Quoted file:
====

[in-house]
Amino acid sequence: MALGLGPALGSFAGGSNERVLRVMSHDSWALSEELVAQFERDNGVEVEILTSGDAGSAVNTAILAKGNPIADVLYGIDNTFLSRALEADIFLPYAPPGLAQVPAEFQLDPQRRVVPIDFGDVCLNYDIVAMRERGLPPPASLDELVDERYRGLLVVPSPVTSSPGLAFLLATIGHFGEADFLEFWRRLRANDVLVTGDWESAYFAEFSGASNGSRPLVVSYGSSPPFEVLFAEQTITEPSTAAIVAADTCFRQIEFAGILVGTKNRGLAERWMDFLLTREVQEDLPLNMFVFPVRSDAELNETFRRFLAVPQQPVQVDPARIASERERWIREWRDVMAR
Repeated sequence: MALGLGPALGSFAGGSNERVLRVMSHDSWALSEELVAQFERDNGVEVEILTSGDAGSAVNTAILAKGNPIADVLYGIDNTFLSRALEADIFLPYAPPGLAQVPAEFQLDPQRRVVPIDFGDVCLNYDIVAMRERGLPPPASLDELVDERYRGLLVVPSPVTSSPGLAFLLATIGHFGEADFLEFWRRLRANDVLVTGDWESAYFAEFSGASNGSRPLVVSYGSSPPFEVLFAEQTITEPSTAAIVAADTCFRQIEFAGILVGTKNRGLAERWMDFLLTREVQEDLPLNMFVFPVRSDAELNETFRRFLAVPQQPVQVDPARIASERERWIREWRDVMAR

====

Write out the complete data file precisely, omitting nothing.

[in-house]
Amino acid sequence: MALGLGPALGSFAGGSNERVLRVMSHDSWALSEELVAQFERDNGVEVEILTSGDAGSAVNTAILAKGNPIADVLYGIDNTFLSRALEADIFLPYAPPGLAQVPAEFQLDPQRRVVPIDFGDVCLNYDIVAMRERGLPPPASLDELVDERYRGLLVVPSPVTSSPGLAFLLATIGHFGEADFLEFWRRLRANDVLVTGDWESAYFAEFSGASNGSRPLVVSYGSSPPFEVLFAEQTITEPSTAAIVAADTCFRQIEFAGILVGTKNRGLAERWMDFLLTREVQEDLPLNMFVFPVRSDAELNETFRRFLAVPQQPVQVDPARIASERERWIREWRDVMAR
Repeated sequence: MALGLGPALGSFAGGSNERVLRVMSHDSWALSEELVAQFERDNGVEVEILTSGDAGSAVNTAILAKGNPIADVLYGIDNTFLSRALEADIFLPYAPPGLAQVPAEFQLDPQRRVVPIDFGDVCLNYDIVAMRERGLPPPASLDELVDERYRGLLVVPSPVTSSPGLAFLLATIGHFGEADFLEFWRRLRANDVLVTGDWESAYFAEFSGASNGSRPLVVSYGSSPPFEVLFAEQTITEPSTAAIVAADTCFRQIEFAGILVGTKNRGLAERWMDFLLTREVQEDLPLNMFVFPVRSDAELNETFRRFLAVPQQPVQVDPARIASERERWIREWRDVMAR